I'm personally into ultra-compact touring and can fit my entire touring rig (Brompton + T-bag rigged for camping) on my lap while riding in the front passenger seat of any car. Tools/inner tube/pump for minor repairs, flat tire, and adjustments are permanent resident inside the bike's frame and seat tube.
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Old 03-24-18, 03:28 PM
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Originally Posted by Bonzo Banana View Post
Would you use a internal hub for touring? On face value I wouldn't feel comfortable with that knowing a mechanical fault could mean the end of touring. Maybe a rohloff or more simple 3 speed hub but not sure. A derailleur setup seems safer or even single speed if going somewhere relatively flat.

There's a company near me that specialises in touring bikes and they seem very keen on the Rohloff hub. You get a choice basically of derailleur equipped or Rohloff bikes and no other options.

Thorn touring bikes and tandems

Saying that those are serious touring bikes that take serious weight and abuse.

I mean if you get a problem with a derailleur system you can often rig it as a single speed or get it back working to a degree but there is the possibility with internal geared hubs they will make the bike unusable. If the hub gearing breaks up inside, a part cracks etc you can't ride it.
I have not toured on my folder yet. I have toured on my two Thorns (one with Rohloff and one with derailleurs) and I have toured on my Lynskey Backroad (a Titanium derailleur touring bike). I had another derailleur touring bike that I no longer have, toured on that too.

On my folder I have an 8 speed cassette on a Sram Dual Drive IGH, and I could easily see touring on it. If I do decide to tour on my folder, it would likely be lighter weight touring where I would want a folder for taking on trains, buses, etc. But it would have to be lighter weight touring because if I am getting on buses and trains, I do not want to hauling around the same kind of heavy and voluminous stuff that I would be carrying for a tour of several weeks in the wilderness.

Lighter weight touring where folding is not an advantage, i would use my Lynskey Backroad. Medium weight touring I use my Thorn derailleur bike (Sherpa model). And heavy duty touring on my Thorn with the Rohloff (Nomad with S&S).

I would trust the Rohloff more than the Dual Drive IGH, but for light weight traveling I see no reason to worry about the Dual Drive.
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Old 03-26-18, 03:27 AM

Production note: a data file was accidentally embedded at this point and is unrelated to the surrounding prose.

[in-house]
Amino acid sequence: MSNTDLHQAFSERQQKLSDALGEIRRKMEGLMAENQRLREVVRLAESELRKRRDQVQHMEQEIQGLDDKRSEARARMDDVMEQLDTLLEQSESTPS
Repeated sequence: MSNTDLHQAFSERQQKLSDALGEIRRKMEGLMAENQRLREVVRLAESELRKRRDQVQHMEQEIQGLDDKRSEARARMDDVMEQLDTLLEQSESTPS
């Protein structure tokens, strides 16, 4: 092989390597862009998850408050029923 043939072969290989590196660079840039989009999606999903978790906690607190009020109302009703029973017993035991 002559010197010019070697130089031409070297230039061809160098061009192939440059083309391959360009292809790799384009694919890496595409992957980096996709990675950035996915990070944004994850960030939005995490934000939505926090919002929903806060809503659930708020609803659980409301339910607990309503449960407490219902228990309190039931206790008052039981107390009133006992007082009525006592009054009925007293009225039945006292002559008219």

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I have traveled a lot by airplane with my Dahon and my Swift. I went to an Upholstery shop and had a bag made for it. It cost me $100 out of very heavy cloth. I lined it with a cut up mattress topper pad (like an egg crate). It is oversize but I have never been charged for it. I don't pack much other stuff with the bike so it weighs about 30 pounds. Getting my Dahon MU to fit in a standard large legal size suitcase is a lot of work---I had to take off the fork. In my bag I just remove the pedals and the rear derailleur ( I don't want it bent). If you are not carrying tent and cooking gear it is real easy to do on virtually any folder. Have fun...
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Old 03-26-18, 07:09 AM
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My December 2017 tour with my 2 buddies




My March 2018 solo tour




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Old 03-26-18, 09:28 AM
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I've had 2 Dahons, one Dahon for about 5 years as a commuter before I decided to upgrade and get something new (Tern Link a7) and I tell you what... I miss the Dahon. Great build quality, got dropped down the office stairs once, didn't leave a dent. Nothing Dahon-made on the bike broke (Hinges etc) but eventually it ended up completely worn out and costwise, not much more to buy a new bike so I went in for something new on the market. Regret it. I'm starting to get on with the Tern, but I certainly wouldn't trust it in a suitcase on a plane. I'd constantly worry it was going to break somewhere. The Dahon, I'd throw in there myself with a case, no problem
But yeah, a cheap Dahon would be suffice for what you're doing ,with a few luggage bags. I had a full triple pannier with a sleeping bag/tent/travelling stool on my Dahon for a small tour once, didn't effect the bike whatsoever. Brilliant little thing.
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Old 03-31-18, 10:37 AM
  #24  
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Dahon Boardwalks tour Malaysia.

dahon boardwalks take malaysia.jpg
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Old 03-31-18, 05:32 PM
  #25  
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Fair number of seli (sepeda lipat, folding bike in Indonesian) tourers in Indonesia too...